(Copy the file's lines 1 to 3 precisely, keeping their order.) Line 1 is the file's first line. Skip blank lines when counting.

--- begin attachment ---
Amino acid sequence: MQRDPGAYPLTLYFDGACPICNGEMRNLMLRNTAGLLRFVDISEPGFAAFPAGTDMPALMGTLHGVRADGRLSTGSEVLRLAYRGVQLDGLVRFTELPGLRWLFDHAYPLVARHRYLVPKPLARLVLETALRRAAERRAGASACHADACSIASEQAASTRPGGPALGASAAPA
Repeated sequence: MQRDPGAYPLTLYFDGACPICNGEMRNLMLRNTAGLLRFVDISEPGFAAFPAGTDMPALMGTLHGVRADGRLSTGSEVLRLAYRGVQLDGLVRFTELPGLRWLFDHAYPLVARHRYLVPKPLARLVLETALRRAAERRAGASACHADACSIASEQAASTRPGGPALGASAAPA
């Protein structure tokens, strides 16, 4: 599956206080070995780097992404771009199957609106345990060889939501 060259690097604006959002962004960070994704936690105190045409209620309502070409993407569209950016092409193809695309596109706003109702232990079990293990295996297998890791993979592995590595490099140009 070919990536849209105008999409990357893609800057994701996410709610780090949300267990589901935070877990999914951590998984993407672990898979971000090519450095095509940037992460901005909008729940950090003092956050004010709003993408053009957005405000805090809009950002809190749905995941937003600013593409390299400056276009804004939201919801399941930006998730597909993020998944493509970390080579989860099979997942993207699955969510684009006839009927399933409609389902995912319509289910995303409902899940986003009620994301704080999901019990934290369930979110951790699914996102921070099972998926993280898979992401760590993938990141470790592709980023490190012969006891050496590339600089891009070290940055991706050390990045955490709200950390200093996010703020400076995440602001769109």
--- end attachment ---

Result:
Amino acid sequence: MQRDPGAYPLTLYFDGACPICNGEMRNLMLRNTAGLLRFVDISEPGFAAFPAGTDMPALMGTLHGVRADGRLSTGSEVLRLAYRGVQLDGLVRFTELPGLRWLFDHAYPLVARHRYLVPKPLARLVLETALRRAAERRAGASACHADACSIASEQAASTRPGGPALGASAAPA
Repeated sequence: MQRDPGAYPLTLYFDGACPICNGEMRNLMLRNTAGLLRFVDISEPGFAAFPAGTDMPALMGTLHGVRADGRLSTGSEVLRLAYRGVQLDGLVRFTELPGLRWLFDHAYPLVARHRYLVPKPLARLVLETALRRAAERRAGASACHADACSIASEQAASTRPGGPALGASAAPA
């Protein structure tokens, strides 16, 4: 599956206080070995780097992404771009199957609106345990060889939501 060259690097604006959002962004960070994704936690105190045409209620309502070409993407569209950016092409193809695309596109706003109702232990079990293990295996297998890791993979592995590595490099140009 070919990536849209105008999409990357893609800057994701996410709610780090949300267990589901935070877990999914951590998984993407672990898979971000090519450095095509940037992460901005909008729940950090003092956050004010709003993408053009957005405000805090809009950002809190749905995941937003600013593409390299400056276009804004939201919801399941930006998730597909993020998944493509970390080579989860099979997942993207699955969510684009006839009927399933409609389902995912319509289910995303409902899940986003009620994301704080999901019990934290369930979110951790699914996102921070099972998926993280898979992401760590993938990141470790592709980023490190012969006891050496590339600089891009070290940055991706050390990045955490709200950390200093996010703020400076995440602001769109």